Friday, May 11, 2018

Wave of almost 24 m beats the record of the southern hemisphere


Scientists measured that it's probably the biggest wave ever recorded in the southern hemisphere, of 23.8 meters high, the equivalent of an eight-story building.
The wave was recorded Tuesday in the Southern Ocean, known for their violence storms, near Campbell Island, 700 km south of New Zealand, announced that MetOcean Solutions, Research Institute of Oceanography.
According to oceanographer Tom Durrant, the wave Hello, who was meditating during a severe storm with the use of a ball, sprayed the previous record in the southern hemisphere, of 22.03 meters recorded in 2012.
"For all we know, this is the biggest wave ever recorded in the southern hemisphere," he said.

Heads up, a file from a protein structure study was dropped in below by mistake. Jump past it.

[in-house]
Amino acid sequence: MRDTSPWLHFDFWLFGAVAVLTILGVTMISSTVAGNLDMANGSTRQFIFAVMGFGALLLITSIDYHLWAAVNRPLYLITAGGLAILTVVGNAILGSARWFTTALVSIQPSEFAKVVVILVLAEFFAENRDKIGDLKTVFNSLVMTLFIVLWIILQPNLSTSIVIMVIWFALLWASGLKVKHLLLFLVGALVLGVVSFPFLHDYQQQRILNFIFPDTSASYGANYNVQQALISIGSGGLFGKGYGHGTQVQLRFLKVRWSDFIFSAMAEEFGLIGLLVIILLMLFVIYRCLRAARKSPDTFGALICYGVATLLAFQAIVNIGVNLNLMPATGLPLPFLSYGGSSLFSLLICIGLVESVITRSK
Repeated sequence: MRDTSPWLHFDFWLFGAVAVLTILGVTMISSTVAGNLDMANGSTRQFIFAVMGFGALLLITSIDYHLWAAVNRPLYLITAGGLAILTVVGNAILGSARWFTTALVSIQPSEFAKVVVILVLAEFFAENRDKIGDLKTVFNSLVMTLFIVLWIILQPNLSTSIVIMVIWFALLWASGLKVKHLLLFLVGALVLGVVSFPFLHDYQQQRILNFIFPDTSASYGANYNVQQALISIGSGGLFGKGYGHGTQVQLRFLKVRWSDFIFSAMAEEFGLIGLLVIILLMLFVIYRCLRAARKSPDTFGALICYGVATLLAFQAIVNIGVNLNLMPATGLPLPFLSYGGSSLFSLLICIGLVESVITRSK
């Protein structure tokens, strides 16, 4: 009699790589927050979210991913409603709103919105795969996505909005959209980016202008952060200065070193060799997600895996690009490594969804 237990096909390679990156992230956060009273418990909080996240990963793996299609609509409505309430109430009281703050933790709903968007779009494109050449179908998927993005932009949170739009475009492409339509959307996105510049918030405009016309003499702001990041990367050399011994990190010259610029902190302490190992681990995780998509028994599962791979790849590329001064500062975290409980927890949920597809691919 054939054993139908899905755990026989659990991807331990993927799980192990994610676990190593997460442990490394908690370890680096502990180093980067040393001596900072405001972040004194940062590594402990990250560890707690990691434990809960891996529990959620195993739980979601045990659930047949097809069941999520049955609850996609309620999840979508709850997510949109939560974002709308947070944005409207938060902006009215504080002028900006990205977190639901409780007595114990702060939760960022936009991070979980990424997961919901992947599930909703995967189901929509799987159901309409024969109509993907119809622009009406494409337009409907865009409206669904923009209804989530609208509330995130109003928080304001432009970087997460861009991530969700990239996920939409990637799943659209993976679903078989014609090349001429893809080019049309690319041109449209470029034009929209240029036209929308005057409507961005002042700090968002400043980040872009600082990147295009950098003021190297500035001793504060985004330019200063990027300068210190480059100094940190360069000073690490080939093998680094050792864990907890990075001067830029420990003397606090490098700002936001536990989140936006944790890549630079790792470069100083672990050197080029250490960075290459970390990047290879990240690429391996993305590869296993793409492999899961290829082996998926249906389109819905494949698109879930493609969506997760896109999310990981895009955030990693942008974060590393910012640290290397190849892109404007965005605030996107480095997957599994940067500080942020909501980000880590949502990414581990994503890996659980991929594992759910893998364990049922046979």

The Southern Ocean, the scientist explained, acts as an "engine room" that generates waves that spread across the planet.
"In fact, the surfers from California can prepare for the energy given off by this storm reach your back within a week or so," he added Durrant.
The scientist believes the storm that hit the region before heading to the East probably caused waves exceeding 25 metres.
The bail of the research team, however, installed in March to register extreme weather conditions of the Southern Ocean, was not in the correct location to measure these waves, said Durrant.
Also, to save the batteries, the unit records the data in intervals of 20 minutes every 3 hours.
"It is very likely to have been bigger waves when he wasn't recording," he said.
The biggest wave recorded on the planet was a tsunami caused by an earthquake in 1958 in Lituya Bay, Alaska, to 30.5 meters high, according to Smithsonian Magazine, a publication of the American institution of scientific research.

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